For Parsi Zoroastrians across India and even globally, the quiet and quaint village of Udwada is what Mecca is to the Muslims or the Vatican to the Christians. But, was Udwada always this quiet? Was the Holy Atash Bahram Fire, that was first consecrated at Sanjan and today housed in a grand heritage building at Udwada, always known as Iranshah? Today we bring to light some relatively unknown facts about Iranshah!
We all know that the very first Atash Bahram to be consecrated on Indian soil was in Sanjan, which we know today as Iranshah. We also know, that when Sanjan was attacked by the army of Sultan Mahammad (also known as Mohammad Begda), led by Alafkhan,the Sanjana priests fled Sanjan with the Holy Fire to the Bahrot hills. The Holy Fire was ritually enthroned in a cave and tended by Sanjana priests, with all ritual purity under very harsh and rugged circumstances for twelve years.
Faresta And Navjote Ceremony At Bahrot:
Although Iranshah remained enthroned in a cave at Bahrot for only twelve years, Parsis to this date consider Bahrot as ‘sacred space’. The Holy Fire has been physically moved from the cave centuries ago, but the energy of the rituals and countless Avesta prayers chanted in the cave remain, and the story we are about to narrate bears testimony.
Centuries after the Holy fire was shifted from Bahrot, one Sohrabji Palsetia, the chief of Saronda (a village situated between Sanjan and Nargol) pledged that if his wish to have a son is fulfilled, he would perform Faresta (a thanks-giving ceremony) and perform his son’s Navjote in the Bahrot hills. His wish came true and keeping his word, Sohrabji later performed the Faresta ceremony and his son’s Navjote in the rugged Bahrot hills. The ceremony was performed by Er. Pestonji Panthaky, the then Panthaky of the Agiyari in Nargol and Er. Nassarwanji Panthaky (farther of Rustomji Panthaky – the Principal of the Dadar Athornan Madressa and predecessor of Er. Dr. Ramiyar Karanjia – the current Principal.
All Atash Bahram were once called Iranshah:
After the fall of the Sasanian Empire, Zoroastrians started referring to all Atash Bahram in Iran as Iranshah. Learned writers like Zardusht Bahram Pazdu (the thirteenth century author of the Persian Arda-Viraf Nameh) and Bahman Punjia (of the seventeenth century Persian Rivayat fame) refer to the Atash Bahram of Kerman, by the name Iranshah as also Shahansha (Emperor or King of Kings) and Bahram Firuzsha (victorious king) implying thereby the spiritual role of the Holy Fire in the Governance of the country (Iran) after sovereignty of Iran was lost to the Arabs.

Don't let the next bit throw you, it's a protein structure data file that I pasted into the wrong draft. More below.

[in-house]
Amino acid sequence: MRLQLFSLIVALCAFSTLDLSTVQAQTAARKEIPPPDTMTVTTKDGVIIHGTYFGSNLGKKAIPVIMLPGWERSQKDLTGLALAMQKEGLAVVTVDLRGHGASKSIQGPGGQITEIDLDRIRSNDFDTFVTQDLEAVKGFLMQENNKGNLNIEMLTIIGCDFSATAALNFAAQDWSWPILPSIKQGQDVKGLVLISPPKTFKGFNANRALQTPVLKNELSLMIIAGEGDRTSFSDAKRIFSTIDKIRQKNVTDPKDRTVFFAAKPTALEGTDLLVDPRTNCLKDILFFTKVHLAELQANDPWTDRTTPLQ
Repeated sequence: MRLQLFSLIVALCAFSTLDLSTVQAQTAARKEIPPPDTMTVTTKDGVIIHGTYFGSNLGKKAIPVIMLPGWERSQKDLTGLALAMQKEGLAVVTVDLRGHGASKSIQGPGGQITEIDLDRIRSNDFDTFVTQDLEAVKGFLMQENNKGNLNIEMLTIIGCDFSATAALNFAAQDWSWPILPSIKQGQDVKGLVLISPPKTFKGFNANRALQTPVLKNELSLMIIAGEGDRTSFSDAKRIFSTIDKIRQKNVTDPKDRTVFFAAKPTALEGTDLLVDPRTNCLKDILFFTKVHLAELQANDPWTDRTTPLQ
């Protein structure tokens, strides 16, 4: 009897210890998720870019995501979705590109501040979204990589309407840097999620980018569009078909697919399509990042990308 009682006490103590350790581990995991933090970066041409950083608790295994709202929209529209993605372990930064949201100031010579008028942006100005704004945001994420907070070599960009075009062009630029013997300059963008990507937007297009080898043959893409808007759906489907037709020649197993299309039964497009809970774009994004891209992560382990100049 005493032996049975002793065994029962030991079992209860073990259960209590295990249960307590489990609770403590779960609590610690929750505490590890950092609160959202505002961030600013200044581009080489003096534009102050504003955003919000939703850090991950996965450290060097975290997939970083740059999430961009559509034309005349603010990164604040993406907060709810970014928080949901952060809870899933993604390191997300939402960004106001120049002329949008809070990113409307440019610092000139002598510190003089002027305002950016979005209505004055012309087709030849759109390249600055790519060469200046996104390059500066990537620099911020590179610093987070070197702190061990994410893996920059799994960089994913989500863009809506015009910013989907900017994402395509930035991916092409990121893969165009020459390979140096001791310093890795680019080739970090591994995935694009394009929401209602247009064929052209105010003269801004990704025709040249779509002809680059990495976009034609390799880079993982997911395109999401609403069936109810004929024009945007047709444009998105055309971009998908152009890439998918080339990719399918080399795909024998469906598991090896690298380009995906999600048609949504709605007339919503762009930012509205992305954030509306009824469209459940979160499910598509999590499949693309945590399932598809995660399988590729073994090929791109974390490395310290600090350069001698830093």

In the Quissa-e-Sanjan (written in 1599 AC), the author Bahman Kaikobad refers to the first Atash Bahram consecrated at Sanjan, as Iranshah and Shahhensha. However, gleaning through historical records it appears that India’s first Atash Bahram started being called Iranshah only from the beginning of the twentieth century.
Documents of the seventeenth and eighteenth century written by Sanjana priests refer to the Sanjan fire simply as Atash Bahram or Atash-ni Agiary distinguishing thus the Sanjan fire from the Vadi Dar-e-Meher, which had no permanently burning fire until 1795 AC.
In their letter addressed to Maneckji Naoroji Sett (1746 AD), the Sanjana priests refer to the Holy fire simply as Atash Bahram or Shriji (great) but not as Iranshah. Even the first volume of Parsee Prakash (published 1888 AC by B B Patel), the Sanjan Atash Bahram is not referred to as Iranshah, not even in the footnote.
A Village Of Priests
In the eight hundred paged Gujarati volume titled, ‘The History of Holy Iranshah’, Shapurji Kawasji Hodiwala notes that in 1927, there were one thousand three hundred and fifty-three Athornan (priests), inhabiting two hundred and thirty houses in Udwada; and the Behdin (laity) numbered only one hundred and one, living in forty houses.
Gathu Bharvani Ceremony:
Few know of a tradition followed by the Sanjana priests who serve the Holy Fire at Udwada, called gathu bharvani kriya. The ritual involves placing a large log of dry and solidly knotted Bawal (Babool) wood under the layers of ash on the Sarposh of the Afarganyu. This ritual is performed to safeguard the Holy Fire – a sort of backup strategy to ensure that if the Sacred Fire is extinguished either accidentally or by enemies of the religion, the hidden fire ablaze beneath the layers of ash can be brought out for worship and the Silsila (continuity) of the Holy Fire consecrated more than a millennia ago at Sanjan, can be maintained.
This ritual was probably initiated during troubled times, possibly after Sanjan was sacked by invaders and there was threat that the invading army may desecrate or extinguish the Holy Fire.